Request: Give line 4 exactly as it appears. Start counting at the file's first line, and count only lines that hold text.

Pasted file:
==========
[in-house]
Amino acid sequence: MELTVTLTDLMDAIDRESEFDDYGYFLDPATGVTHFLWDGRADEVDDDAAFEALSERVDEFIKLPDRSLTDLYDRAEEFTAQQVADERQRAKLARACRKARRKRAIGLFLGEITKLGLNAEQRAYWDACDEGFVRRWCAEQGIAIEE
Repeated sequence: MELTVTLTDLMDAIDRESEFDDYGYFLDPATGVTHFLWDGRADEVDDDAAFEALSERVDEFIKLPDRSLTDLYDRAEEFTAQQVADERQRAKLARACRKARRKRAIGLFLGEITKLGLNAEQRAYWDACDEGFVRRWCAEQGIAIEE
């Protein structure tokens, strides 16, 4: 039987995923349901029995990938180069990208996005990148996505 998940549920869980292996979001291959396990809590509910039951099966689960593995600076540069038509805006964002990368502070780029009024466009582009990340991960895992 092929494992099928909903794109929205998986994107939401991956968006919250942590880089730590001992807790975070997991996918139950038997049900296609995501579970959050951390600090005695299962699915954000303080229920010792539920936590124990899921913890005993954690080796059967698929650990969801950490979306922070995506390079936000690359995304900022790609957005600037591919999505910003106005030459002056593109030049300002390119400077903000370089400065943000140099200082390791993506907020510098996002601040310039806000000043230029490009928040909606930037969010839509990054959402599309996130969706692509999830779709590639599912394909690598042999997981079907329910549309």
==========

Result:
């Protein structure tokens, strides 16, 4: 039987995923349901029995990938180069990208996005990148996505 998940549920869980292996979001291959396990809590509910039951099966689960593995600076540069038509805006964002990368502070780029009024466009582009990340991960895992 092929494992099928909903794109929205998986994107939401991956968006919250942590880089730590001992807790975070997991996918139950038997049900296609995501579970959050951390600090005695299962699915954000303080229920010792539920936590124990899921913890005993954690080796059967698929650990969801950490979306922070995506390079936000690359995304900022790609957005600037591919999505910003106005030459002056593109030049300002390119400077903000370089400065943000140099200082390791993506907020510098996002601040310039806000000043230029490009928040909606930037969010839509990054959402599309996130969706692509999830779709590639599912394909690598042999997981079907329910549309």